Michael Gartenberg is not a true believer that 3D is the next big thing for HDTV sets.
The problem is there’s a huge difficulty involved in launching new formats, especially one like 3D. We’ve seen this time and again. First, you need broad hardware support, and 3D doesn’t have it. Sony and Panasonic are taking two different approaches to the 3D market, meaning they’ll both be selling incompatible equipment at high price points — yep, another format war is brewing, and consumers just love when that happens. It’s one reason why vendors like Philips are staying out of 3D for the time being.
Second, you need deep content support. At the moment, there’s far more content available on good old HD than there will be in either 3D format and that’s not going to change very fast. Unless you’re a really big fan of a particular title that’s available in 3D, you’re likely to sit this out for a while.
Mr. Gartenberg is right on the money with respect to the hardware and content support. HDTV manufacturers are better off going after the low hanging fruit:
- Ethernet connection
- DLNA certified
- built-in hard disc recorder
That is until the content catches up. It is well known that Sony was able to give Blu-Ray Disc a leg up thanks to the PS3 and it is attempting the same for 3D. They are in a unique position to provide a complete solution from the content in packaged media, to the BD player, to the HDTV display. Gaming will the the camel’s nose under the tent.
Panasonic, however, did beat Sony to the punch with its deal securing James Cameron’s Avatar as a vehicle to promote its 3D technology. Panasonic also has a partnership history with Disney. They see a strong content partner as the key to driving HDTV display sales.
Ms. Ault’s article, above, about Avatar, includes well deserved recognition of Mitsubishi and their 3D Ready technology. They are also going to ride the Trojan horse 3D by way of gamers, as evident by the sweepstakes they are running with IGN.com. They even have a nice disclaimer mentioning the need for a compatible 3D source and how a future 3D standard may render this system moot. The current package is powered by nVIDIA’s 3D Vision stereoscopic technology.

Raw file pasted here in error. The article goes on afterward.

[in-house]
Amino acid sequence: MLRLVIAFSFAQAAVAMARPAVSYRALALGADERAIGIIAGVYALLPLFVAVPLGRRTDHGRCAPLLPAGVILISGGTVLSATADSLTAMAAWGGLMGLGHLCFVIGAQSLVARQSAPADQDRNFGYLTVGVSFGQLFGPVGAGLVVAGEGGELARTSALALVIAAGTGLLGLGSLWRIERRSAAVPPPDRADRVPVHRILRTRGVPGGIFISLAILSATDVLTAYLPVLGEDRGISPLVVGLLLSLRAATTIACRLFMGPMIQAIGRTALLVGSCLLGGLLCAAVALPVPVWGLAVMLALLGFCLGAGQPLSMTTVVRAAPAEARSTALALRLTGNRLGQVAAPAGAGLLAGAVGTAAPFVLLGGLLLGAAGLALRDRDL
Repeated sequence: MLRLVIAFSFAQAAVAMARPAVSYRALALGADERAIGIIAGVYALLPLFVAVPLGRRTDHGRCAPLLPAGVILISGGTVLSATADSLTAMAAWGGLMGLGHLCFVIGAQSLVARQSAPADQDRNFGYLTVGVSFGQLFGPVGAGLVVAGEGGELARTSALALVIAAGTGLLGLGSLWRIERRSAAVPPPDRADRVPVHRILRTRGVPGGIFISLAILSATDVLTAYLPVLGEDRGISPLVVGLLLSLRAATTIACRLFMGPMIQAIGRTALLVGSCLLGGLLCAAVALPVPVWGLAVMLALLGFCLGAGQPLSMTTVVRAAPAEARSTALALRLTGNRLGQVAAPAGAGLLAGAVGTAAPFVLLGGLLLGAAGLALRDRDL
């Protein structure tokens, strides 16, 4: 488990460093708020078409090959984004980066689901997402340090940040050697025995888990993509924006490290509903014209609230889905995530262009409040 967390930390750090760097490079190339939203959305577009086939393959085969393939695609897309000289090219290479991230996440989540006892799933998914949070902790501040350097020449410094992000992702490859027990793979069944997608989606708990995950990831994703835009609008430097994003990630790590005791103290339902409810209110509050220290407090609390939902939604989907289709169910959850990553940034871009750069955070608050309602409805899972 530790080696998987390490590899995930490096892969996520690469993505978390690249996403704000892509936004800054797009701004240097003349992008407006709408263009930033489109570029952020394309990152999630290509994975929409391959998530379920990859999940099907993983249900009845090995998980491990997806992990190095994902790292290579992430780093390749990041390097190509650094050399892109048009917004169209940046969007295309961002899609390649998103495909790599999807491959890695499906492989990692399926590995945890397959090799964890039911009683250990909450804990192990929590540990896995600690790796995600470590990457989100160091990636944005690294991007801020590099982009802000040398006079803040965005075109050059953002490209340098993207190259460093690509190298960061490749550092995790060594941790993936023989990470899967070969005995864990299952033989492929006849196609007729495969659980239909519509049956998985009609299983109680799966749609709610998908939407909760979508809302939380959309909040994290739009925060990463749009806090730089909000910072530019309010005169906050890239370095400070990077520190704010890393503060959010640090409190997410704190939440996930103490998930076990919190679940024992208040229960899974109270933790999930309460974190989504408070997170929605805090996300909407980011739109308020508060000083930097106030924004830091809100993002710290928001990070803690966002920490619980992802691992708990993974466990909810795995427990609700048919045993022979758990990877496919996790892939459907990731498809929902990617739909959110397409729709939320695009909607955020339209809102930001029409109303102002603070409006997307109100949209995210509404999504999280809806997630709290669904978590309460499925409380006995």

It would appear that Panasonic is collecting content and focusing on the new, emerging standard. So far, in their court may be:
- Fox, distributor of Avatar
- ESPN and ABC, since they happen to be owned by Disney
- add Marvel and Wideload Games to that list soon
Those last two open up some interesting gaming possibilities, so Panasonic is paying attention and covering their bases.
However, you can’t just hand Panasonic the victory. There are still some HDTV and BD player manufacturers, as well as movie studios unaccounted for in this discussion. Perhaps they are biding their time, not ready to jump into new waters before the format decision is made (Yes, Warner eyes are on you).
It sure will be interesting when music stops and the next round begins.